8. a trust with assets in excess of $5 million, not formed to acquire the securities offered, whose purchases a sophisticated person makes.”[9]

So there are many ways to get to that point.  This has nothing to do with having this much net worth per se, it has more to do with getting to a point where you can open some really big doors for yourself, your family, and your future.

Like I mentioned in the video, getting to this point alone is a huge step and it is sort of a validation for doing some really hard work and heavy lifting.  The rewards are immense once you are there.

Without droning on about $1M this and Accredited investor that I will leave you with a couple things to think about.

Does anyone have your best interest in mind besides you?

ONE THING you can do right now is doing a little research on a Fiduciary.  The real Fiduciary is a type of financial planner.  These people “should be” but are not always bound by the law to have your best interest at heart.  They are advisors who can tell you, based off your current situation, what things would be best for you and point you in the right direction.  Because these folks have a fiduciary responsibility to you and they do not work off commissions they will be one of your best resources figuring out your investing strategies as well as put you in touch with deals once you become an Accredited Investor that would otherwise not be available. Why not start building this relationship now?

Here is an example of an investment only available to Accredited Investors


One of my really good friends asked me one time about understanding all of this financial jargon and investment mumbo jumbo.  I started from a place not too far from you, and believe me I have a long way to go.  For me, it’s about the journey even if I don’t make it all the way to the destination.  I still want to leave my kids with some knowledge about making their lives easier.  Give them some things they will never learn in school and teach them that in order to make an informed decision you have to be informed.  Please don’t read all of this and feel like a moron or that you don’t understand.  There are people in the industry that don’t fully understand.  Taking that first step, whether it is a diet or working out or investing, is the most crucial part.  Staying around and getting to know the people and dialogs is second (persistence).

I will leave you with a great story that is probably more important than making a million dollars,

“What I Learned Losing a Million Dollars – Jim Paul / Brenden Moynihan”

Probably one of my top 10 books I have read that dives into the life of luck (good and bad) and money…and watching it all come full circle.  It will teach you about your own shortcomings in life and really kick you in the feels.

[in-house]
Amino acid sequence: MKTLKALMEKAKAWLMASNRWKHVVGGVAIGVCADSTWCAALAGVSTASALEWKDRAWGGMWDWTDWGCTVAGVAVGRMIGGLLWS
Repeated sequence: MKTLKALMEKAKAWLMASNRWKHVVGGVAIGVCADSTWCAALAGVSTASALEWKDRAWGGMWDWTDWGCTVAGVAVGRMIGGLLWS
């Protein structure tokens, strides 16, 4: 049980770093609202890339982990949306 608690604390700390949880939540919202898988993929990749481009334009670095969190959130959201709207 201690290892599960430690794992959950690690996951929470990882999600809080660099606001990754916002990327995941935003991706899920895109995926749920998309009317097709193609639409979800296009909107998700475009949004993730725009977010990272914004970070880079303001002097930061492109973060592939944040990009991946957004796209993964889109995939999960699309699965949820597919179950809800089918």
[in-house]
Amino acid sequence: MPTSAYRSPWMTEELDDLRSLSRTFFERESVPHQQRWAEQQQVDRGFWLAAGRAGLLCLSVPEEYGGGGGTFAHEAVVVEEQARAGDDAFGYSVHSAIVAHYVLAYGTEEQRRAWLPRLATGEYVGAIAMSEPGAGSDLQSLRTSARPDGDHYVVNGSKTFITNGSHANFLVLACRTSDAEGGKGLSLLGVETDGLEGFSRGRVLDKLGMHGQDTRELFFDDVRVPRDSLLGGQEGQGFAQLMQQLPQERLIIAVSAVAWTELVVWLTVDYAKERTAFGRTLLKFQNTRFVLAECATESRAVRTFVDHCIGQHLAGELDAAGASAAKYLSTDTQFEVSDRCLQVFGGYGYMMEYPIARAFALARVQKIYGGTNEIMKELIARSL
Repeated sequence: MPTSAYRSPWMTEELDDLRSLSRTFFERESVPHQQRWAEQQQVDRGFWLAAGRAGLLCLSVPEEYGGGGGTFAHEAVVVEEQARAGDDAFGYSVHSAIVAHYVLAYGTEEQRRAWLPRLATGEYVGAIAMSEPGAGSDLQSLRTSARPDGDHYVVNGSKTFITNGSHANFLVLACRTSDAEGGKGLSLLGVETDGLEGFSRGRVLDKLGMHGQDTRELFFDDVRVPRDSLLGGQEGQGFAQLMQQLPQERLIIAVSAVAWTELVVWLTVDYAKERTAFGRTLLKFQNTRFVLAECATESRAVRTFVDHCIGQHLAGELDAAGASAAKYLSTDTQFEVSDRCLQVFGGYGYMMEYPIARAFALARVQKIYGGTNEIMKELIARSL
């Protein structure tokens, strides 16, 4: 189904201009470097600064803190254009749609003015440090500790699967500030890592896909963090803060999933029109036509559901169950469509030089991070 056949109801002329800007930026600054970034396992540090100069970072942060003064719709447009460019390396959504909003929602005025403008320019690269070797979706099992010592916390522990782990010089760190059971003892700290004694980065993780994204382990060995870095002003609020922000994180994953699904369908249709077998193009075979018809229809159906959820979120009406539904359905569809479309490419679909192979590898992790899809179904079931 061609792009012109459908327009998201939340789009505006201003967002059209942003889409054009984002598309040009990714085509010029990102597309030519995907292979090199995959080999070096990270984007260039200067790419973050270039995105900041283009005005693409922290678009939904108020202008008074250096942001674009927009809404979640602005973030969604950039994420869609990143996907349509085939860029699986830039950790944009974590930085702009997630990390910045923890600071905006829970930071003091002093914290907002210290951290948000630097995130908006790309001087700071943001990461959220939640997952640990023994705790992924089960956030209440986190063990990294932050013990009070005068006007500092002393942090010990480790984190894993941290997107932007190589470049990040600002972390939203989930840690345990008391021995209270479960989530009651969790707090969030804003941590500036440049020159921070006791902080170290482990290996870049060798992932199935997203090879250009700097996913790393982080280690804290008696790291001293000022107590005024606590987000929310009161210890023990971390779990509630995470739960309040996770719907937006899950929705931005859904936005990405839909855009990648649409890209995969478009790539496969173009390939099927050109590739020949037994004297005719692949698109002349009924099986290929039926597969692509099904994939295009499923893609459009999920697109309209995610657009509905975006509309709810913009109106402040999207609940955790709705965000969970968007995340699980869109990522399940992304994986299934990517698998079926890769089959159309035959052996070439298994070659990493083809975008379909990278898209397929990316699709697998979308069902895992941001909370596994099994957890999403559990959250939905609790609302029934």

Thank you always for stopping by!  Hope you enjoyed this!  Please let me know your thoughts below either way.  I will always answer them directly!

Posted in Finance, Life lessons, Real estate

Reality check. Accepting. Embracing flaws (yours and others)

I reach many conclusions in life and one recent conclusion is that we all have flaws. We all have differences. We all have demons. Being able to embrace those flaws and demons is a hard task for many of us to master. We all think our way is the right way but as we learn more we realize that there is no one way to win. No one way to do things. There are ways we are taught and things we learn in our childhood for example that do not translate to who we are today and how we approach things in life right now. One of the main things I want to stress here is to question everything. Sometimes you will have to question things over and over in order to find the truth. The thing about truth is that it’s only truth until you find more facts that make it a non truth. Shifting and changing over time is a natural state of life. Things evolve and things change. As they change you have to be willing to change with them.  

Posted in Finance, Life lessons

On the shortness of life

Gleaned from the Tim Ferriss blog, I thought I would share a passage the I have read a few times over the years. It focuses on the time we spend and how we spend it.

Life is not particular about who it seeks out to bless but rather very unbiased in her choosing. She takes and gives as she pleases. It could be your 10 year old daughter or your 80 year old grandmother or even you who receives an unwanted death sentence. But it shouldn’t take a death sentence for us to realize what is important in life and how we should spend the time we have. Even if you you can’t take the time to read this now I emplore you to read it in its entirety and often. I surely do and it helps me move forward when I don’t know what to do. The basic answer is do something. Move forward, however incrementally…